``It's hard to get things changed at Germantown, because we have to pass it by the Board of Education,'' says Blanche Deaderick of Germantown High School, the second-largest public school in Tennessee and one noted as among the best in the area. ``Some of the things we have wanted were rejected as elitist. There is a strong move toward sustaining the democratic nature of the school system. One of the things that was rejected for elitist reasons was teaching mythology. And for a while they didn't want any AP [advanced placement] courses.''
Students, teachers, and administrators point out, however, that in both public and private schools, the Bible plays an important part in shaping Southern values, regardless of whether a religion or Bible course is actually taught.
``We still believe that there are rights and there are wrongs,'' says Spencer J. McCallie III, the Harvard-educated, third-generation headmaster at McCallie. ``The Western standard for right and wrong did begin with the Bible, and we still think it is relevant.... Our teachers really take it seriously.'' McCallie students are expected to know the Bible in depth. In class, students pore over the Old and New Testaments, picking out names and places, genealogy, and common themes.
Most Southern schools pay at least lip service to an honor code.
A subtle aspect of communal codes is a respect for authority. While some parents are willing to leave what goes on in the classroom up to the teachers, that rule rarely holds on the basketball courts or the playing fields.
There parents are usually willing to offer their expertise. ``Whether they want it or not, [the school] gets a lot of input about sports,'' says Beth Hillhouse of Mountain Brook Junior High School in Birmingham, Ala.
``[Parents] figure that their child will get an education,'' says Catherine Seale, a senior at Mountain Brook. ``But in the South, there is such a large sports-going population, they want to make sure [their child] is on the No. 1 football team.''
Steve George, who coaches soccer at Girls Preparatory School in Chattanooga, grew up in Michigan. He sees the flip side of the coin with girls' athletics. During one game, one of his players knocked an opponent down; then, instead of going after the ball, stopped to help the other girl up. He sees this as a Southern phenomenon.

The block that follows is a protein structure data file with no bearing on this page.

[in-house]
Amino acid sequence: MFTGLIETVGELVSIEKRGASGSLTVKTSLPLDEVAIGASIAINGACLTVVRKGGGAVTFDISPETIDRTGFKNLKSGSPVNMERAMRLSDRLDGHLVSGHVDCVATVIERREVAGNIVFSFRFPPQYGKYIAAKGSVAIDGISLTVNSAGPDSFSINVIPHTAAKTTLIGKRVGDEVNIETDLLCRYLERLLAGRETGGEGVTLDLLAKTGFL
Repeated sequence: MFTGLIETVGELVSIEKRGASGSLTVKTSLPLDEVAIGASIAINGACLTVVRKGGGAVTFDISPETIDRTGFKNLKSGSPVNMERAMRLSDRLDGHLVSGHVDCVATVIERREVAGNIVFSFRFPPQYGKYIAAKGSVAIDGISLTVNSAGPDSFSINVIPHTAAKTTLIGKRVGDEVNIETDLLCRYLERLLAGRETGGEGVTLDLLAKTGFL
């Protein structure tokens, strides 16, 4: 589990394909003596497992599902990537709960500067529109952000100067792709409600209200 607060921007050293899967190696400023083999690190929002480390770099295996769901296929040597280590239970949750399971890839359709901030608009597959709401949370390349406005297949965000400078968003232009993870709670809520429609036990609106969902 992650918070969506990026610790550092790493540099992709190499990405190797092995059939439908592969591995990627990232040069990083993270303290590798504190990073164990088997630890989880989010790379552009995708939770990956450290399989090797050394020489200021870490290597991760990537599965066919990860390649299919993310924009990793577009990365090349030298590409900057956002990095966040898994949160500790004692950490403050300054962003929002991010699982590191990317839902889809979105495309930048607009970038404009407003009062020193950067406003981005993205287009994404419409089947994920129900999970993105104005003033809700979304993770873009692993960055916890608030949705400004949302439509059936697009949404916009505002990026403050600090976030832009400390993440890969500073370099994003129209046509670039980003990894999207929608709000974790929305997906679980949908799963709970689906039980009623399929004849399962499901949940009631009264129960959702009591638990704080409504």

Jay Williams, now a first lieutenant in the Alaska Air National Guard, says grades at Knoxville's Farragut public high school were not that important. What was important was staying out of trouble and doing well on the track team. Nevertheless, at Farragut values were more or less uniform for the entire school - and the community.
Students were expected to adopt social roles and sex roles, as defined by the school and the Southern community, he adds.
``For the girls, it was like one big beauty contest and at the end of four years they announced the winner. For the boys it was an athletic contest and an ego contest. ... I think I learned more working at Levi Strauss.''
Nonetheless, Mr. Williams says he eventually plans to move back to east Tennessee. ``That's where my values are,'' he says. ``That's where my roots are.''
Gregg Middleton also plans to return to the South. Mike Deaderick, a history teacher at Memphis University School in Memphis, says that about 65 percent of the school's alumni live in the Memphis area. The percentage is probably even higher for the public school students.